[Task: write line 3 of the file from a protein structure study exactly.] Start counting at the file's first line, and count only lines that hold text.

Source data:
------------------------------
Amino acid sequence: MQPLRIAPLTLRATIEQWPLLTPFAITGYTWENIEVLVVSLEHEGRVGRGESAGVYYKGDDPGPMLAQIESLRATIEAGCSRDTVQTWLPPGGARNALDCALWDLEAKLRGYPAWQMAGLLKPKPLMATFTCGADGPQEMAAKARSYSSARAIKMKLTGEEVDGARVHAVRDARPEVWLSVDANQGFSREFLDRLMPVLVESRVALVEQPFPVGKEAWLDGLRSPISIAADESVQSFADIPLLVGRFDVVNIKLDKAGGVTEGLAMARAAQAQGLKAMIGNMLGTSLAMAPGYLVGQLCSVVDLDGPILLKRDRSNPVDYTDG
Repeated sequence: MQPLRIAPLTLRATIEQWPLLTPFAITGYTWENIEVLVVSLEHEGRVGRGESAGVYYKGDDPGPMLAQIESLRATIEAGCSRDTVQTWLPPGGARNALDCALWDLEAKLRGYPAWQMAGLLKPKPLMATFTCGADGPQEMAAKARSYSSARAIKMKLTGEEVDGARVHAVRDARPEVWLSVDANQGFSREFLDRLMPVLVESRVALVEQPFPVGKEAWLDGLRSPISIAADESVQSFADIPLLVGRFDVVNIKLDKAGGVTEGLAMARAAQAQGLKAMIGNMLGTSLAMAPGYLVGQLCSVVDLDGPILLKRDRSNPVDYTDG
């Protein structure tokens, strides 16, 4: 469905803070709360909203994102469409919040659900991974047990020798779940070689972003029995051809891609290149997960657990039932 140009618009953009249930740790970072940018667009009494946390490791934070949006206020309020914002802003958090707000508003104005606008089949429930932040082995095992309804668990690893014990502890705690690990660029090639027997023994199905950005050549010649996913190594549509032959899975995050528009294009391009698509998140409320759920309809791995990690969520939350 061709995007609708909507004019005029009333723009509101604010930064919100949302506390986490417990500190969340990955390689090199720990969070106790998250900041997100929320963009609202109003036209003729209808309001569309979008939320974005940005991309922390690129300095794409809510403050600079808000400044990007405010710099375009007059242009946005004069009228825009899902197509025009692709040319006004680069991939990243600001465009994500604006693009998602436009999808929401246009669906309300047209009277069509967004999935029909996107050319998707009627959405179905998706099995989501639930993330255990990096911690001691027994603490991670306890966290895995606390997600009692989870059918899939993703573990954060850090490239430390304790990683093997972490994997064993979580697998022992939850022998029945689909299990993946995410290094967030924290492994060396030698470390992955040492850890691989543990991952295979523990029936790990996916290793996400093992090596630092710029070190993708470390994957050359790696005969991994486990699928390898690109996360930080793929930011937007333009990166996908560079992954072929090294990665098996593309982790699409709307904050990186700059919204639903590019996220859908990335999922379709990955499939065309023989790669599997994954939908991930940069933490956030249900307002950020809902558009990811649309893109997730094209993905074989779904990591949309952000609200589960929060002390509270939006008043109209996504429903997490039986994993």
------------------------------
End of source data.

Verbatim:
């Protein structure tokens, strides 16, 4: 469905803070709360909203994102469409919040659900991974047990020798779940070689972003029995051809891609290149997960657990039932 140009618009953009249930740790970072940018667009009494946390490791934070949006206020309020914002802003958090707000508003104005606008089949429930932040082995095992309804668990690893014990502890705690690990660029090639027997023994199905950005050549010649996913190594549509032959899975995050528009294009391009698509998140409320759920309809791995990690969520939350 061709995007609708909507004019005029009333723009509101604010930064919100949302506390986490417990500190969340990955390689090199720990969070106790998250900041997100929320963009609202109003036209003729209808309001569309979008939320974005940005991309922390690129300095794409809510403050600079808000400044990007405010710099375009007059242009946005004069009228825009899902197509025009692709040319006004680069991939990243600001465009994500604006693009998602436009999808929401246009669906309300047209009277069509967004999935029909996107050319998707009627959405179905998706099995989501639930993330255990990096911690001691027994603490991670306890966290895995606390997600009692989870059918899939993703573990954060850090490239430390304790990683093997972490994997064993979580697998022992939850022998029945689909299990993946995410290094967030924290492994060396030698470390992955040492850890691989543990991952295979523990029936790990996916290793996400093992090596630092710029070190993708470390994957050359790696005969991994486990699928390898690109996360930080793929930011937007333009990166996908560079992954072929090294990665098996593309982790699409709307904050990186700059919204639903590019996220859908990335999922379709990955499939065309023989790669599997994954939908991930940069933490956030249900307002950020809902558009990811649309893109997730094209993905074989779904990591949309952000609200589960929060002390509270939006008043109209996504429903997490039986994993």